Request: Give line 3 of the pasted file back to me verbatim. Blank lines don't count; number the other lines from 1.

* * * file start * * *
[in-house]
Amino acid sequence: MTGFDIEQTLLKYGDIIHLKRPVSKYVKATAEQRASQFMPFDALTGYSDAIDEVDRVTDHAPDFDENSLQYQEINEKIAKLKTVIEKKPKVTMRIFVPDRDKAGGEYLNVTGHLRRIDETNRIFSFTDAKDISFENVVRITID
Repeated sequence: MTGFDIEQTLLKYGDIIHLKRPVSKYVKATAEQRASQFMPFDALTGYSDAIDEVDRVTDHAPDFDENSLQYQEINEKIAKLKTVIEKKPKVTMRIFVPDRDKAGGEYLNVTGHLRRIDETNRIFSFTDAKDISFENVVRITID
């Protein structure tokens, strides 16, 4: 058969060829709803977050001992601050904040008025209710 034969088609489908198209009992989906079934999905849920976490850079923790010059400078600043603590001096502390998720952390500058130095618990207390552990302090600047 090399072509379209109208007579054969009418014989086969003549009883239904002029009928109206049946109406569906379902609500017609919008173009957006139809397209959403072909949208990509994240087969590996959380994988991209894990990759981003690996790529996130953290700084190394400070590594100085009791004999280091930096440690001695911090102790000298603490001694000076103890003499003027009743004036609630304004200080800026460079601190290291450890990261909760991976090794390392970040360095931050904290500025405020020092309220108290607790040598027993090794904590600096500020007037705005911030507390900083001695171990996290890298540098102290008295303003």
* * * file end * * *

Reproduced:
Repeated sequence: MTGFDIEQTLLKYGDIIHLKRPVSKYVKATAEQRASQFMPFDALTGYSDAIDEVDRVTDHAPDFDENSLQYQEINEKIAKLKTVIEKKPKVTMRIFVPDRDKAGGEYLNVTGHLRRIDETNRIFSFTDAKDISFENVVRITID